Friday, 4 October 2013

Stop Worrying

An author whose work I enjoy is Susanna Kearsley, who writes timeslip romances linking her characters through time and distance in a spiritual way. I visited her website recently and found some excellent advice for all authors, aspiring, struggling and otherwise:

Stop Worrying

No book or story will ever please everyone. Don’t worry if yours isn’t loved (or even liked) by every reader. How many books do you know of that could be passed around a group of friends, a reading group, a room, and be universally loved? Not many. Remember the tale of the Old Man, the Boy, and the Donkey, and write your own story the way that it wants to be written.

After reading that, I realised I waste too much time second guessing myself and my writing. Ms Kearsley is very wise on this one, because what made me think that everyone who reads my novels, even avid followers of my chosen genre, are going to 'get' what I or my characters are saying?

I checked Ms Kearsley's numerous reviews on Goodreads and Amazon, and she's right. To my mind, her books are beautifully written with some insightful emotions, but on average about ten percent of readers give her one or two star ratings.

Which tells me that an uncomplimentary review shouldn't put me in a bad mood for the rest of the day, nor does it mean I have no right to call myself a writer  and resolve to ditch the laptop and take up baking - Therefore I'm going to stop worrying and work harder to make the next novel better.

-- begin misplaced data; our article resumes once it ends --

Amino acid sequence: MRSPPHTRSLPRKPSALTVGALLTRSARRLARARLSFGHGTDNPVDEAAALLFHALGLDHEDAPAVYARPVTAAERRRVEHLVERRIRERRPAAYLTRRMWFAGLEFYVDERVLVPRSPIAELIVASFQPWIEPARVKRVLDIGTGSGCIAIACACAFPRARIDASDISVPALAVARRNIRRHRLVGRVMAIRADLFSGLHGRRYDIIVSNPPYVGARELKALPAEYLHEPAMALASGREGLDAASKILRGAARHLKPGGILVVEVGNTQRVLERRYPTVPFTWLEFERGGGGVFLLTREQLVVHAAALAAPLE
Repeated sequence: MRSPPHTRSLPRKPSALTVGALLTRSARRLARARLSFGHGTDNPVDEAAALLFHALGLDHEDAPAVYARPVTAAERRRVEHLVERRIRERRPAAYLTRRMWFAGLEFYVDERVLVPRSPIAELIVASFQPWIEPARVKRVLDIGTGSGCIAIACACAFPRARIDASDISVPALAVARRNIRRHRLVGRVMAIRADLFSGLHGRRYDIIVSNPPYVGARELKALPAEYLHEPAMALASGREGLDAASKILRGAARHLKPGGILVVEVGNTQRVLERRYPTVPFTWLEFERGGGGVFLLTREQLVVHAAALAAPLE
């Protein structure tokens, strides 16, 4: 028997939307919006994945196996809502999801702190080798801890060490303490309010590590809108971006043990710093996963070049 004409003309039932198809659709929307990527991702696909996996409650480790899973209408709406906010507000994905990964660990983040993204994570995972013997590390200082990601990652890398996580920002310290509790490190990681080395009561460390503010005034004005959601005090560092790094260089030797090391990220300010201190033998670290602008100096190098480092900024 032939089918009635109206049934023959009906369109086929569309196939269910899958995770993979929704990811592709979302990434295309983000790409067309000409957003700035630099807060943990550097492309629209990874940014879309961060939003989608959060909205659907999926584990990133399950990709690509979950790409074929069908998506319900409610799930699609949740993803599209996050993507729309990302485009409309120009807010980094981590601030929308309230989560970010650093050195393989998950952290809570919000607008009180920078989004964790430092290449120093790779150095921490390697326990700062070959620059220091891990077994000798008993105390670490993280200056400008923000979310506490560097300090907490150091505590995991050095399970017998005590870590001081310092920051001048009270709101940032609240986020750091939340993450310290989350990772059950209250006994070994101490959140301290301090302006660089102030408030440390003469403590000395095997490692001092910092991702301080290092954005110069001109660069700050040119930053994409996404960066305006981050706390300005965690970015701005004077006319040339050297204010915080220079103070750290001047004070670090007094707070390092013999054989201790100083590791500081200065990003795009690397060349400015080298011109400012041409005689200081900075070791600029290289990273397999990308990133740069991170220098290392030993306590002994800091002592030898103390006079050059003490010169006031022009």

Here's a reminder of the old Aesop's fable:

5 comments:

Jen Black said...

Hey - love the donkey!
Jen
Oh, and yes, you have to be strong enough to ignore the one and two stars reviews!

Melissa Marsh said...

I'm reading Susanna Kearsley's The Shadowy Horses right now. She's one of my favorite authors, too. And I agree - we simply have to let go of worrying about what everyone will think of our work. We won't be able to please everyone.

Anita Davison said...

Thanks Melissa for stoppy by my blog and leaving a comment, what a roller coaster ride it is being
an author when a good review can energise us for the next book and a bad one
make us resolve never to commit another work to paper again!
And of course my friend Jen, who always makes me think straight again!

Lisa Yarde said...

Ok, the donkey is the next best part of this post, second to the advice. Over time, rejections sting less as do bad reviews. We all get them, sometimes totally contradicting what another person said in a great review. Who's wrong in this case? Neither person - it's his or her opinion, not the final word on the merits of a story. I appreciate the time anyone takes to do reviews, because they're so hard to come by in the first place. Not everyone will like our works. The key is to engage and keep the interest of those who do so they'll come back for the next story.

Wendy said...

I just saw this post. Of course the Disorganized Author is speaking in general terms. I can't believe she has ever experienced a poor review. Having read her work I know for a fact no dedicated reader could find anything not to love in her intriguing novels.

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